Hank is the manager of a munitions factory in Connecticut, a man "nearly barren of sentiment" (0.5), but very smart and practical. In other words, the perfect person to take the stuffing out of all the thees and yea forsooths in King Arthur's court. He serves as the story's hero and protagonist, telling the tale in his own words and relating his adventures in the distant past.
What does Hank the Yank look like? The text never really says. Instead, we get a quick description of his personality right on the first page:
He attracted me by three things: his candid simplicity, his marvelous familiarity with ancient armor, and the restfulness of his company—for he did all the talking. (1.1)
That last bit is helpful, since it means he's going to spill out his tale for all of us to hear. As for the rest of his personality, we pretty much just pick it up as we go along.
Hank has a very strong sense of right and wrong, and he definitely believes in the American dream. Democracy? Good. Nobles flogging the peasants for no particular reason? Yeah, he has a problem with that. He says:
Some of those laws were too bad, altogether too bad… A gentleman could kill a free commoner, and pay for him—cash or garden-truck. (18.4)
His patriotism actually informs his sense of doing right: he's going to remake England with the American model, and in the process correct all of its injustices. He starts with his title, Boss, which he gets by popular vote: "I couldn't have felt really and satisfactorily fine and proud and set-up over any title except one that should come from the nation itself, the only legitimate source" (8.7). And from there, Hank the Yank jumps into a whole slew of grand ideas, from building factories and schools to a railroad.
Everything Hank implements is designed to eliminate slavery, raise men up from their ignorance, and generally spread truth, justice, and all that good stuff. He's pretty good at it too—not only does he get the job done, but it only takes him seven years:
A happy and prosperous country, and strangely altered. Schools everywhere, and several colleges; a number of pretty good newspapers… Slavery was dead and gone; all men were equal before the law; taxation had been equalized. (40.2)
How does he accomplish all of this? That brings us to the second big part of his personality: his engineering skills and general brainpower. Hank the Yank figures things out very quickly, honing in on the source of the problem. Just look at how he assesses the holy fountain:
The "fountain" was an ordinary well, it had been dug in the ordinary way, and stoned up in the ordinary way. There was no miracle about it. (22.5)
More importantly, he knows how to solve the problem very quickly, using easy-to-understand methods that anyone can comprehend. Consider the lightning rod he uses to destroy Merlin's tower. Hank supervises the work, successfully teaching medieval knights how to construct something they've never even conceived of before. In this way, Twain not only shows us how smart the Yankee is, but also how easily the epic nature of older Arthurian works can be debunked.
Hank's also an interesting hero because he doesn't grow and change a whole lot during the story. Most heroes display an arc, gaining wisdom, knowledge, and the occasional awesome magic sword over the course of the book. Not Hank, though. Sure he gets married, has a baby and scores himself a swell job as The Boss, but his wisdom and knowledge stay more or less the same throughout the story, and his outlook doesn't change much either.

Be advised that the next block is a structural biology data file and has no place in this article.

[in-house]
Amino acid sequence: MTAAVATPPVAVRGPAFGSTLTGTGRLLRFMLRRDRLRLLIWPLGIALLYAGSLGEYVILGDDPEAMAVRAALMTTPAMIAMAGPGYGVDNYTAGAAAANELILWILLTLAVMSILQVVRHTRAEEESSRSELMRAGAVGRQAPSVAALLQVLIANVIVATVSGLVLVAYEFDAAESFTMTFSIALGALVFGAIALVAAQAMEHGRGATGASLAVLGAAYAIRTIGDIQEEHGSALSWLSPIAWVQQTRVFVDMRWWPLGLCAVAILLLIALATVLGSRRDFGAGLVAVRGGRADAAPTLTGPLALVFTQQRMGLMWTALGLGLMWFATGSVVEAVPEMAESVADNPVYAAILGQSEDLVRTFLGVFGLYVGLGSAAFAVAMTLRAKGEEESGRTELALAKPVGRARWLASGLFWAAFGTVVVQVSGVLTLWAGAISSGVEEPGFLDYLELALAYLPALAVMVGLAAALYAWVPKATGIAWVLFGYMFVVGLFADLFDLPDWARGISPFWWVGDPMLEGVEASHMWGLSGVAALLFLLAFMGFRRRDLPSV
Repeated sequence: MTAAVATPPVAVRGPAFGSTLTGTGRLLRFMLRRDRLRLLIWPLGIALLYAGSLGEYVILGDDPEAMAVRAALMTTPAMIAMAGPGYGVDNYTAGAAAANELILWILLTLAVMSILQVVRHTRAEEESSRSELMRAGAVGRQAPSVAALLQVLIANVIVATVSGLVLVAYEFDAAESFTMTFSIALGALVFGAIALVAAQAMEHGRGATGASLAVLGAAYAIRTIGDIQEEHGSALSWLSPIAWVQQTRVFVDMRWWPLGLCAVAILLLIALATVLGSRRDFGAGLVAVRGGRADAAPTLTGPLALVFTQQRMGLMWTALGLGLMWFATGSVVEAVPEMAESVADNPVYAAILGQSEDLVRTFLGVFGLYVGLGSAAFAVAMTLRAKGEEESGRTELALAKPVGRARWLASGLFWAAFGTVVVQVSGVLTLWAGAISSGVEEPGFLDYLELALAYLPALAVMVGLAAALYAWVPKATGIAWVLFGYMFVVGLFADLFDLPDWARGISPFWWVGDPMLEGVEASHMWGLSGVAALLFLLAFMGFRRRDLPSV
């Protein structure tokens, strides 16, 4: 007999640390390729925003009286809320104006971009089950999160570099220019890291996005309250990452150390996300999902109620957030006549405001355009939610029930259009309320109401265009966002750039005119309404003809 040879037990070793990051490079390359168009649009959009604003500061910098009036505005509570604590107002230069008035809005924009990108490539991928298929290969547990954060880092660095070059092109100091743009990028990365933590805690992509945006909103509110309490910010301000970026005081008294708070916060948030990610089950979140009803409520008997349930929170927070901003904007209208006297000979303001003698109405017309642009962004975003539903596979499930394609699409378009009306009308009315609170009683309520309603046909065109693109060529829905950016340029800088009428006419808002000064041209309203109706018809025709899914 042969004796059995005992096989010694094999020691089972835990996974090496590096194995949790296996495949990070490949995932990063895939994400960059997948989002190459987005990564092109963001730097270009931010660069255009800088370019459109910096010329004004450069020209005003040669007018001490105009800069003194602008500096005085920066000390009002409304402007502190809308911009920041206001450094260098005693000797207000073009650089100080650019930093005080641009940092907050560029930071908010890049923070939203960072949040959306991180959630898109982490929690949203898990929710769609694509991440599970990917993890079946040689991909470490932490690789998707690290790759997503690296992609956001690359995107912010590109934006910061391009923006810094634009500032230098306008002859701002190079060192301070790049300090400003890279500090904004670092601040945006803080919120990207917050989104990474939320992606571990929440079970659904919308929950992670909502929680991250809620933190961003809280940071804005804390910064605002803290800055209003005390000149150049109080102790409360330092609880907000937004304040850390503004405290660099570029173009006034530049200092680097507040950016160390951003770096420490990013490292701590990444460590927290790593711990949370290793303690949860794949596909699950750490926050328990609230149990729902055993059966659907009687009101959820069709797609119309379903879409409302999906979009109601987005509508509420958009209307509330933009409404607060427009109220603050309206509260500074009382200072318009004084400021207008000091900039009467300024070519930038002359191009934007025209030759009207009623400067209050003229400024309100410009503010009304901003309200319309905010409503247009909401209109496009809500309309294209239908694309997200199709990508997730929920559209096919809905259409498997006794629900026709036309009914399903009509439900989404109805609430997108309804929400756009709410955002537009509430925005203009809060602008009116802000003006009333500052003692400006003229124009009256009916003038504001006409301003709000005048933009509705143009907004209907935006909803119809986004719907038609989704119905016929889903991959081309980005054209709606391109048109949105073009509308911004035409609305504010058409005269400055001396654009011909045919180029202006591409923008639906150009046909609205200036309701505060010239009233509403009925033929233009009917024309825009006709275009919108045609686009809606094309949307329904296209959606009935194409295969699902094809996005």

Rather than being changed by his experiences, Hank tries to change the whole world. We get that early on—"In various quiet nooks and corners I had the beginnings of all sorts of industries under way" (10.1)—and it continues more or less unabated until the last chapters—"Consider the three years sped. Now look around on England. A happy and prosperous country, and strangely altered. Schools everywhere, and several colleges; a number of pretty good newspapers" (40.2). Hank faces a few challenges and adventures along the way, but he always dispatches them without much of a fuss… For a while anyway.
Though Hank the Yank does all kinds of amazing things, he ultimately fails at his grand schemes, thanks to the idiocy and superstition he works so hard to overcome. In the last chapters, Hank is condemned by the Church and his work is destroyed:
Our navy had suddenly and mysteriously disappeared! Also, as suddenly and as mysteriously, the railway and telegraph and telephone service ceased, the men all deserted, poles were cut down, the Church laid a ban upon the electric light! (42.9)
He fights back, but he has to destroy all of his factories so that the bad guys don't get their greasy mitts on them, saying:
I went out into the hills and uncovered and cut the secret wires which connected your bedroom with the wires that go to the dynamite deposits under all our vast factories, mills, workshops, magazines, etc. (42.10)
Then Merlin puts the nail in the coffin by sending Hank back to his own time and leaving his followers to die, a magical maneuver that renders Hank the Yank a tragic character at the end of the day.
Is this Twain's way of saying that even the best and brightest can't make a dent in human stupidity? Is it just a convenient way of explaining why we didn't actually have railroads and steamships in the Middle Ages? Either way, Hank gets to take it on the chin… and all of his brains and lofty goals don't amount to anything.